Friday 16 June 2023

Practising the Presence of God with Brother Lawrence - Jennifer Moorcroft - CTS Books

Practising the Presence of God with Brother Lawrence
Jennifer Moorcroft
Catholic Truth Society
ISBN 9781860827488
eISBN 9781784692698
CTS Booklet SP33

A few years back I stumbled upon the books and booklets from the Catholic Truth Society. I instantly fell in love with the clear and concise writing; the wonderful lives of Saints and Blesseds, amazing histories and the church teaching. I have read over 354 books from the CTS, and I have been blessed and benefited from almost all of them. There are many wonderful series. This is the fifth volume I have read from the pen of Jennifer Moorcroft, but I will be tracking down others soon. I loved the books in the CTS Great Saints Series. I have already read 14 books in this series and yet had not read any of the 7 from Moorcroft. I have also read many in the CTS Biographies and also Saints of the Isles Series. And have enjoyed all of them. This volume is a fantastic read! This volume was originally published in 2011, the eBook edition was released in 2017, and it was rebranded early in the 2020’s.  

The description of this book is:

“This humble Carmelite lay brother became a light in the turmoil that gripped the Europe of his day. However it is not only his life and times that enrapture us, but his great attraction to God's love combined with his method of prayer. As he put it himself: the holiest, most ordinary, and most necessary practice in the spiritual life is that of the presence of God. It consists in taking delight in and becoming accustomed to his divine company.”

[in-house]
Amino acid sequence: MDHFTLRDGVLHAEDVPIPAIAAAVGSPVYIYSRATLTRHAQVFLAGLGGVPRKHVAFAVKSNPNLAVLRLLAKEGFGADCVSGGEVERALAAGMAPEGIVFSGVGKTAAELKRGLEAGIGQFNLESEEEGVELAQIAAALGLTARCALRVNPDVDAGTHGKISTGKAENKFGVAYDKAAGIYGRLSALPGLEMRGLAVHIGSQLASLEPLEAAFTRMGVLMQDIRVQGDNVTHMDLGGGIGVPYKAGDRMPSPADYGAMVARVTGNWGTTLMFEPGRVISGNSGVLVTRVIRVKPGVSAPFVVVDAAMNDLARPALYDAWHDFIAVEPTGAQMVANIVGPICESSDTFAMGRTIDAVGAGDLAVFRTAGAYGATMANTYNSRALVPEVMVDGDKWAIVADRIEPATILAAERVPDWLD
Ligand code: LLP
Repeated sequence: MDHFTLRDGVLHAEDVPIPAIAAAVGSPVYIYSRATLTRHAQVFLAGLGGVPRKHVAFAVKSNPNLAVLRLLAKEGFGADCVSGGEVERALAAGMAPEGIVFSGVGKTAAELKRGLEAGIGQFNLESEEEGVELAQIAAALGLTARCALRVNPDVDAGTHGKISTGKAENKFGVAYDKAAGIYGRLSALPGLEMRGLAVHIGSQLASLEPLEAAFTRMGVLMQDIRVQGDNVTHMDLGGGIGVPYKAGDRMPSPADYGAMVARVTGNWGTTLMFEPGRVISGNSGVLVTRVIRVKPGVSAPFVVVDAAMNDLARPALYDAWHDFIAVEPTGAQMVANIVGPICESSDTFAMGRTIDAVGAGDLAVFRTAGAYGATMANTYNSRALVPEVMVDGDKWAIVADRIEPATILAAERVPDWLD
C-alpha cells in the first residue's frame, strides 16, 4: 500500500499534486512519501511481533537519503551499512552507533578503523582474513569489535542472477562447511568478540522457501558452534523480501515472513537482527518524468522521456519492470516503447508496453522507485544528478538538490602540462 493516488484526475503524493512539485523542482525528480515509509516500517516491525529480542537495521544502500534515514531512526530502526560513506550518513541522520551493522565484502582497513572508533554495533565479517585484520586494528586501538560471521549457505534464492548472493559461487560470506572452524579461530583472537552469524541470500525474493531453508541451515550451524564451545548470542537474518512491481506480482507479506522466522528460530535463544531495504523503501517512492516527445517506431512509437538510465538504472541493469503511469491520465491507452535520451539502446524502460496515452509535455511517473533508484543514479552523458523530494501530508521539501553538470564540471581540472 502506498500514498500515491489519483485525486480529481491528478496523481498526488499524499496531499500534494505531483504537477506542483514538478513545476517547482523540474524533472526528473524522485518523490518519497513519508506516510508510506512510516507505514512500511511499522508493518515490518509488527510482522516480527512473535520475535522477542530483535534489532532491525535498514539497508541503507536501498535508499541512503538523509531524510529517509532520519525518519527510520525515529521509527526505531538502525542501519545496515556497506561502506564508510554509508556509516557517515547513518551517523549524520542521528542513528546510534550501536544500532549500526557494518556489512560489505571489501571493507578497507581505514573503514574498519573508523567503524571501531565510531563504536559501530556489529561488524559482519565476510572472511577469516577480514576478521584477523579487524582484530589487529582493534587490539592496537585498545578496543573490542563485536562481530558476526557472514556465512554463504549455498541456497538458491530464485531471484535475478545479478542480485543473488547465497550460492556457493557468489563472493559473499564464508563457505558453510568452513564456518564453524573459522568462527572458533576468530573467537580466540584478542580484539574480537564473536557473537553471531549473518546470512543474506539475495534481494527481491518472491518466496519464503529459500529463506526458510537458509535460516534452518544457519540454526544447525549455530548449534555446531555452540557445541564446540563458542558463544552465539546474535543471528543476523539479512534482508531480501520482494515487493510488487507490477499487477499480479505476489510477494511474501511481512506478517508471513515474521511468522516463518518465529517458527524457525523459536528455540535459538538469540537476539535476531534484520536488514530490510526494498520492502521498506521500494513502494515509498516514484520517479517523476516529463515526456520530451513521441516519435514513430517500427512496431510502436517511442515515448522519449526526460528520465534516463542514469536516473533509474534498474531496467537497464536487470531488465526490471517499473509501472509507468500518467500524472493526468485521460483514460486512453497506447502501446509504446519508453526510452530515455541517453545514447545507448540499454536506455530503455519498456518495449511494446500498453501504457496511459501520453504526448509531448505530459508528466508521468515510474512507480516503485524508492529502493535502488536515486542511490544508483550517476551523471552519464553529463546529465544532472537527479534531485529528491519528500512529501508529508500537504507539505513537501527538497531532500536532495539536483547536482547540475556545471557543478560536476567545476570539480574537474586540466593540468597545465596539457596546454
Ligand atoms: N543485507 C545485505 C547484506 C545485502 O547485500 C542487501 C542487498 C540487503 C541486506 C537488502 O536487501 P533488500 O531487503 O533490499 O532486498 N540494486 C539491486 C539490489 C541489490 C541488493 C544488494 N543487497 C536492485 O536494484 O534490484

And the chapters in this little volume are:

A message that speaks today
The attraction to God’s love
First steps in Carmel
Practising the presence of God
Living a life of prayer
The quietist controversy
Final sufferings
Maxims of Brother Lawrence of the Resurrection

Back when I was in university The Practice of the Presence of God was very popular in Campus Ministry. It was used by the Navigators, Campus Crusade for Christ and even Inter-Varsity Christian Fellowship. I read the book a number of times and in a few different translations and editions. I even read his Spiritual Maxims, but have yet to read his letters. It has been at least 28 years since I have read it, but after reading this wonderful volume I cannot but want to read it, his maxims and his letters. I highlighted a several passages my first time through this volume; some of them are:

“The writings of Brother Lawrence found such diverse admirers as John Wesley, the founder of Methodism, Thomas Kelly, a Quaker, and Aldous Huxley the atheist.”

“When the idea that we can speak to God and that God speaks to us is often greeted with derision and implications of delusion in the secular world, Lawrence affirms that we can indeed speak to God; indeed, that it is an integral part of our human existence. He assures us that God likewise, and pre-eminently, speaks to us.”

“In later life he was sometimes dismissed as simple-minded, ignorant and uneducated, none of which was true, but it was probably a testament to his humility that he was content to be thought so. In fact, he was well-read according to the standards of the time. The parish priest gave him lessons, supplemented by lessons in his faith at home. It is a measure of the esteem in which he held his parish priest that he took the name of Lawrence when he entered religious life; it was also the name of the village’s patron saint.”

“During his period in the army, when he was eighteen years of age, he had had a profound experience that changed him spiritually and which he called his conversion. It was during the winter, and he saw a tree stripped of its leaves and fruit, to all appearances lifeless. Nicolas was then made vividly aware that he, too, seemingly dead like the tree, was nevertheless assured of a springtime of resurrection. The incident was almost commonplace, but for Nicolas, it ‘lifted him up immediately to God, and inspired him with so sublime an awareness that this impression was still as strong and intense in his soul forty years later’.”